Have you ever tried filling a bucket with water when there is a hole in the bottom? No matter how much water you pour into the bucket, it will continue to drain until you plug the hole. The logistics industry faces a similar situation on a regular basis. However, rather than water, the trucking world is struggling to keep the bucket full of a different resource: drivers. The current turnover rate for truck drivers is about 95 percent, and driver shortages are affecting supply chains across the country.
A report from the American Trucking Association revealed that over 70 percent of the goods consumed in the U.S. are moved around by trucks. To effectively meet this demand, the trucking industry needs to hire about 900,000 more drivers. No big deal, right?
Carriers are pulling out the stops to raise pay and intensify recruiting to keep pace with rising freight volumes. Despite these efforts, fewer drivers are entering the workforce than ever before. On top of that, existing drivers are hopping between companies to chase better opportunities or leaving the profession altogether.
Additionally, truck drivers are an aging group. According to estimates from the Bureau of Labor Statistics, the average age of commercial drivers is 55. The profession doesn’t seem to appeal to Millennial workers, which could be a major problem in the coming decades. Increased pay might be enough to tempt these young adults to explore trucking, but an investor report from Stifel Financial Corp. indicates that pay would need to increase by at least 50 percent to make a meaningful difference.
“Anything less is just playing the churn game,” the report concludes.
Ultimately, the high turnover rate is part of a larger issue that directly affects shippers. The ongoing driver shortage has created a capacity crunch in the logistics industry, complicating shipping operations and raising prices.
Shipping in an Age of Capacity Crunch
Most retailers are elated to be working in a booming economy, but more demand for products translates to more demand for shipping. Considering the lack of drivers, the supply of trucks can’t keep up with the demand of loads that need to be moved. This capacity crunch has severe repercussions.
Shippers must consider how this changes their shipping expenses, as well as new operations challenges that might arise. The capacity crunch will likely affect your business in the following ways:
- Spot Rates
The spot market for truckload transportation is highly reactive to any changes in supply and demand. When carriers know their capacity is in demand, they can increase pricing quickly. Industry statistics show that spot pricing is as much as 30 percent higher than one year ago.
- Contract Rates
Although they are not as quick to react as spot rates, contract carrier pricing increases more significantly when driver capacity is pinched. Carriers are paying more in driver wages and signing bonuses — not to mention losing money in turnover costs. Carriers naturally want to recover these costs when contract pricing is renewed. Even before renewal time, carriers will reduce their load tender acceptance compliance to allocate capacity to better-paying freight.
- Pickup or Delivery Failures
Carriers typically commit to load tenders even though they might not know which driver will be handling the load. When there’s a shortage, there’s a much greater chance that no driver will be available in time to meet service requirements. Carriers can respond by either handling the load and causing a service failure or declining the load after they’ve accepted it, which also typically causes a service failure.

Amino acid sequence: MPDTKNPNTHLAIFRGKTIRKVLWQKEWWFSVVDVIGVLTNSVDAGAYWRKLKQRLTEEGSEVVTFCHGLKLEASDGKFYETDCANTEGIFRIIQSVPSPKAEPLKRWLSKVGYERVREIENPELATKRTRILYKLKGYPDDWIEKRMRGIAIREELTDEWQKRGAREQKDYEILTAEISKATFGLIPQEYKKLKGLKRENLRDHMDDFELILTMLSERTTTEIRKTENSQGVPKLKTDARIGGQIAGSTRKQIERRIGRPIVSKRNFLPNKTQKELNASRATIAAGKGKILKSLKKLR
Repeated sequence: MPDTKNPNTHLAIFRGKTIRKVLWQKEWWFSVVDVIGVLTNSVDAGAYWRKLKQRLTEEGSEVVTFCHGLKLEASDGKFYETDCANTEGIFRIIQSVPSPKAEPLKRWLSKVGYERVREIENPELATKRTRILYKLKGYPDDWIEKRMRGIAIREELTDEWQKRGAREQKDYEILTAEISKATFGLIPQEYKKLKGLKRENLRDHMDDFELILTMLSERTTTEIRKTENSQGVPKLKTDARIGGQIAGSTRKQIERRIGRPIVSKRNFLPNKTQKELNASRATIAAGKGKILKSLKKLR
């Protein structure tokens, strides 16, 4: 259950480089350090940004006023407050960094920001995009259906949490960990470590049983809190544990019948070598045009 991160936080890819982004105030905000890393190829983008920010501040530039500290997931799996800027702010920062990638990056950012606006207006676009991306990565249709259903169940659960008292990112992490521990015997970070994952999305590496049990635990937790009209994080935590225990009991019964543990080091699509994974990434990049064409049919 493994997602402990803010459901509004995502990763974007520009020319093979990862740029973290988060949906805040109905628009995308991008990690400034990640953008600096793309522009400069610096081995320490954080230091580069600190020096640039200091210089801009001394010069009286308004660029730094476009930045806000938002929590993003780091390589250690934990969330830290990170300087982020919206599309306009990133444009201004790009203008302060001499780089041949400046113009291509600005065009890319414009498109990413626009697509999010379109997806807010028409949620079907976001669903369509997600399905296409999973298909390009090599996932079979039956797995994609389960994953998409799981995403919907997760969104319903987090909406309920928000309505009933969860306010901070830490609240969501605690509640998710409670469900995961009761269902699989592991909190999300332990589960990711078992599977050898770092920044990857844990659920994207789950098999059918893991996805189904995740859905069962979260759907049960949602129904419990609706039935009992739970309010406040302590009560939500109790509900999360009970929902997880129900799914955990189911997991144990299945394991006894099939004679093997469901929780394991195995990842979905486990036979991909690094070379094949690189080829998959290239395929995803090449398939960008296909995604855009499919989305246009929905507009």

- Poor Carrier Quality
Even if a shipment arrives on time, high levels of driver turnover often lead to poor customer experiences. Drivers who are unfamiliar with a shipper might not follow procedures or might not be prepared to handle the shipment as expected. Driver familiarity with the freight and facilities fosters high quality (and vice versa).
- Carriers Playing Favorites
In this setting, customers might have to compete for carrier capacity in a number of ways. They must efficiently load trucks, provide adequate driver facilities, and be flexible so they don’t detain drivers longer than necessary. Shippers who fail to provide a good experience for drivers will have a more difficult time acquiring capacity during times of scarcity, as drivers will gravitate toward their favorite customers.
The best way for shippers to tackle these issues is by choosing reliable carriers. A third-party logistics (3PL) provider that knows the market can help you find the best carrier for your business and the ideal balance between saving money and maximizing efficiency. However, don’t partner with just any 3PL.
Make sure the firm has a solid grasp of your business model right off the bat. It should understand and share your values and be knowledgeable about your industry and its challenges. Any trustworthy firm is also transparent about its rates, including initial and continuing fees.
Dismiss any company that tries to be subtle and “hands off.” Results only come from direct involvement in your operations, including learning everything possible about your supply chain. A 3PL cannot improve something it knows nothing about.
The shipping industry is likely to continue growing in complexity and uncertainty, and you want a partner you can trust. Whatever the coming years bring, a high-quality 3PL can help shippers navigate current and future challenges to improve operations and reach ambitious objectives.
If you’d like to learn more about how the ongoing capacity crunch might affect your business — and troubleshoot solutions to any problems — contact the Sheer team today.